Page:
Despite opposition from the Trump White House to the Space Corps idea that passed the House in 2017, in 2018 President Trump became a strong advocate of a “Space Force as a separate department from the Air Force.  He first made his views known in March 2018 to the surprise of DOD and the Air Force officials who had been the strongest opponents of creating any new entity to manage DOD space programs.  However, Trump directed DOD to create a Space Force as a “separate but equal” sixth military department at a June 2018 meeting of the National Space Council.

Vice President Pence, who chairs the Space Council, released the “section 1601” report overseen by then-Deputy Secretary of Defense Patrick Shanahan in August 2018.  It called for creating a Space Force; a unified combatant command, U.S. Space Command (USSPACECOM); and a Space Development Agency (SDA) to develop cutting edge space technologies.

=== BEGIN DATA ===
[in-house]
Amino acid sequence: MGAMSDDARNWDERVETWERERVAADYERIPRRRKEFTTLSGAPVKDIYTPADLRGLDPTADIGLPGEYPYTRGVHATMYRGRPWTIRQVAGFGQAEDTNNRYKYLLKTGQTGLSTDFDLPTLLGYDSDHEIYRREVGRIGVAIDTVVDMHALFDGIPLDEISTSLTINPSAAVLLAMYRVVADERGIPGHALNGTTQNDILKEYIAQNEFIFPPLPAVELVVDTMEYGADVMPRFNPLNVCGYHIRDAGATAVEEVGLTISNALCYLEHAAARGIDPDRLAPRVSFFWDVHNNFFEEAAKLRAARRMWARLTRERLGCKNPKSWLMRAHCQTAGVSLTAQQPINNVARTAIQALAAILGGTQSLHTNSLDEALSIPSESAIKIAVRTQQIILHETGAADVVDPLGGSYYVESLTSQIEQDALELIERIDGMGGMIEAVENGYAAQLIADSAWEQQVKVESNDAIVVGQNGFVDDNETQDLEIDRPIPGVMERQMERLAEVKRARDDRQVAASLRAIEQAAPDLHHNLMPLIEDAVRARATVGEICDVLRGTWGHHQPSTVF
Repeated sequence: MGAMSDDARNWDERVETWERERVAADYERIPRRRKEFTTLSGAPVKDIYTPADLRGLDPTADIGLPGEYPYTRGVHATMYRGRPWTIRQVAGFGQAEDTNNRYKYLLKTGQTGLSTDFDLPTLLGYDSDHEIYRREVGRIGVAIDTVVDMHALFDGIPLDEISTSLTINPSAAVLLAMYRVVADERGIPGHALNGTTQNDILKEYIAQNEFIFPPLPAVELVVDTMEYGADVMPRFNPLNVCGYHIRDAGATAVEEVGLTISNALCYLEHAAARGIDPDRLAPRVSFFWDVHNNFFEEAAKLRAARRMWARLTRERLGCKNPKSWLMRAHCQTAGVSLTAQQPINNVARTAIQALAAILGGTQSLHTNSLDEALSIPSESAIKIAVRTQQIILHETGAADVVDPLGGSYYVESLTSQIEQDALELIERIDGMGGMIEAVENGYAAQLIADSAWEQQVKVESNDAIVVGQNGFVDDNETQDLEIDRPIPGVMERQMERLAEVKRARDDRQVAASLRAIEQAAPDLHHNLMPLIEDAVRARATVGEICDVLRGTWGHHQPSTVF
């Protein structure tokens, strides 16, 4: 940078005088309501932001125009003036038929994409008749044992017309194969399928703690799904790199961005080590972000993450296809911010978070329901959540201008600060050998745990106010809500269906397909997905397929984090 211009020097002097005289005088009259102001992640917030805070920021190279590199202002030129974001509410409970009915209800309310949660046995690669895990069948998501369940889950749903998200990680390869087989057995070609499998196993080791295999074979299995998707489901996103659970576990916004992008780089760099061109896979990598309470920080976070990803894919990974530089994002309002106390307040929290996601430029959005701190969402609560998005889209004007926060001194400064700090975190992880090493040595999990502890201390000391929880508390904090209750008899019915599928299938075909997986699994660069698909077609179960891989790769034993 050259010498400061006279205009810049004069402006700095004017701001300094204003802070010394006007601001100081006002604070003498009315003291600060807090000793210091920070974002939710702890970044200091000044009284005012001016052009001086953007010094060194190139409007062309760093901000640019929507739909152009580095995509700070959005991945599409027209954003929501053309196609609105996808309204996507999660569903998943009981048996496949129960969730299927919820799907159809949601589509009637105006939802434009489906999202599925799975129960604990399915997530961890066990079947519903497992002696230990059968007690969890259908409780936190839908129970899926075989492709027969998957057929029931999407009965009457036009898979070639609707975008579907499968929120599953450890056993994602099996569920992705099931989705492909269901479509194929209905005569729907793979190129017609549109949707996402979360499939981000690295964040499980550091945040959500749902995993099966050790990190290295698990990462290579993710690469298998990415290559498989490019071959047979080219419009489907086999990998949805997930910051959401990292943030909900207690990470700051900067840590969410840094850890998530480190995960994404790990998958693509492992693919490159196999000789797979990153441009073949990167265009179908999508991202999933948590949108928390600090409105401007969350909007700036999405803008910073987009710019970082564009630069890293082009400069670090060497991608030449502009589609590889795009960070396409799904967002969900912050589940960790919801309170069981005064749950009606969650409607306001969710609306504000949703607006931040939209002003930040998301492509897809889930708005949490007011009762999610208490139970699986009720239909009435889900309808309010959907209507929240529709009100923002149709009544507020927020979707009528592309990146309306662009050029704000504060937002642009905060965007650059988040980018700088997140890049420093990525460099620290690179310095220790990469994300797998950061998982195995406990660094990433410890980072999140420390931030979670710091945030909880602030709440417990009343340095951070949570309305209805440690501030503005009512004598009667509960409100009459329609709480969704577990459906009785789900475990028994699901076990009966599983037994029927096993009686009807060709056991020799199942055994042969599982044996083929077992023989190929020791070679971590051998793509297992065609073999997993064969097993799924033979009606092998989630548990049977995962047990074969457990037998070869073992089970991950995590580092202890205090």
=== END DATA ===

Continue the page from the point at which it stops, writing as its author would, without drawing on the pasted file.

USSPACECOM existed from 1985-2002, but was abolished as part of a reorganization of the unified combatant commands following the September 11, 2001 terrorist attacks.

The President had authority to reestablish USSPACECOM and create SDA on his own.  USSPACECOM was formally reestablished on August 29, 2019 under the command of Air Force General John “Jay” Raymond, who was also serving as commander of Air Force Space Command.  SDA was formally established in March 2019 in a memo signed by Shanahan at a time when he was Acting Secretary of Defense.

Creating a U.S. Space Force, however, required congressional authorization.  After several months of internal discussions, DOD and the White House decided to forego the concept of the Space Force as a sixth military department for now and instead proposed that it be a sixth military service under the Air Force.  That is similar to the Marine Corps, which is part of the Department of the Navy, and the same as what the House passed in 2017.  The House called it a Space Corps, but now it is the Space Force.